Niyagama House review | holistic hideaway, Sri Lanka
Aerial yoga & wellbeing villa in a lush tea plantation
In a nutshell: Niyagama House is a gorgeous healthy hideaway, the home of German yoga teacher Elke and her Sri Lankan husband Chaminda who built their elegant villa with its own tea plantation as a retreat where they could share yoga, wellbeing and nature with their guests. Elke’s background in dance and architecture are present throughout the house and the activities on offer, and Niyagama stays true to Sri Lankan style, employs local people and has its own tea plantation. Less than 10km inland from the fortified city of Galle, it’s easy to reach yet feels far away from the often bustling, busy energy of the south coast. Stay B&B, half or full board and drop into hatha vinyasa or aerial yoga classes, meditation and book massage, or join one of Elke’s 3 or 6 night retreats which include classes, treatments and other feel good treats.
Who it’s best for: Niyagama will appeal to anyone seeking a relaxed approach to yoga and wellness in Sri Lanka. The 3 night/4 day retreats are great for anyone who has travelled around the island and wants to recoup and relax before heading home with access wellbeing, a super outdoor pool, nature trails and a well thought out healthy Sri Lankan Asian menu. Those not already exhausted by the subject of tea will enjoy the experience of the plantation setting and the opportunity to learn more about the process. We met couples, solo travellers and friends in twos; ex-pats living in the Asia and the Middle East, and professionals from Colombo in their 30’s upwards.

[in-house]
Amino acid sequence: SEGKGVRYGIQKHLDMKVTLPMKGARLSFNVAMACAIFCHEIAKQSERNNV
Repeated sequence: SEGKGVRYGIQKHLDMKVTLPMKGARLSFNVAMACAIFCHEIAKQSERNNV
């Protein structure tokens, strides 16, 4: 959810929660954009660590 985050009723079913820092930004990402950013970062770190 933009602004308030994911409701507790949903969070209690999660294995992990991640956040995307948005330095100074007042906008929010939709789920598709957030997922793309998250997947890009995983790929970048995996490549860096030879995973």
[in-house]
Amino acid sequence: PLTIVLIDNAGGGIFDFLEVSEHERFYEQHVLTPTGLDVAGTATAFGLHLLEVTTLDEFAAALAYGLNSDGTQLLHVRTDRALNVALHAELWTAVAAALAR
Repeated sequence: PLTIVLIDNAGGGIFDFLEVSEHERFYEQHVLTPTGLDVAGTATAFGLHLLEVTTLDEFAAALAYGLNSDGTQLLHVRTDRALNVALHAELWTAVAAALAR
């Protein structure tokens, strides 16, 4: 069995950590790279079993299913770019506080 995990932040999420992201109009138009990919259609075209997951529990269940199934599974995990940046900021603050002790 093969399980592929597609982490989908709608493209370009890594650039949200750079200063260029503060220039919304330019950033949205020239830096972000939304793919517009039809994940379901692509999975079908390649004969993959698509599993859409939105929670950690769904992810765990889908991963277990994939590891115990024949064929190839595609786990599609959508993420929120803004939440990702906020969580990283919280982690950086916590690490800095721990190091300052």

Who it’s not for: Anyone looking for more serious Ayurveda or who wants to stay at an uber hotel such as Aman or Anantara. Families with children under 12.
What you can do: Get up for a sunrise meditation with Elke on the roof terrace, where sleeping monkeys are often cradled at eye-level in the tree tops opposite. Then there’s a short break before yoga when you can have ginger tea (or whatever tea you fancy) sent to your room before you head down to the lovely light-filled studio for a 90 minute yoga class. Breakfast is served until 10.30am, so you have time for a dip beforehand and can take your time over the splendid menu.
Spend the day relaxing by the pool – the copper-silver ionisation system in the pool purifies the water without using chlorine, leaving it soft, odourless and tasteless. Venture out for the easy but gorgeous 5km circuit around the plantation, take a tuk-tuk into nearby Galle (a UNESCO site) for shopping or go to the beach at Unawatuna. It’s also worth taking the official tour of Niyagama House’s plantation where tea, pineapple, red chilli, peppercorn and cinnamon are growing. Tea pickers can be heard rustling through the plants and colourful birds play in the trees. The 4pm class might be aerial or yin yoga, a mindful self compassion session or even conscious dance, and a massage can be fit in anytime before dinner.
Where you stay: Niyagama House is certainly stylish and elegant, but it’s easy to feel at home here as Elke herself is a relaxed and friendly host, and lives onsite with her husband, who takes a ‘behind-the-scenes’ role. There are seven guest rooms set around an atrium, inside and outside dining areas, a relaxation space with sofas and books opening onto a deep balcony, and a landscaped garden that seems to blend right into the surrounding jungle. Bedrooms are light, spacious and graciously decorated, with comfortable beds and all the Link Natural Ayurveda bathroom products you might need. There’s an overall feeling of careful attention to detail and quality throughout with brightly coloured hand-woven Sri Lankan-made fabrics coming from the to-die-for store Barefoot.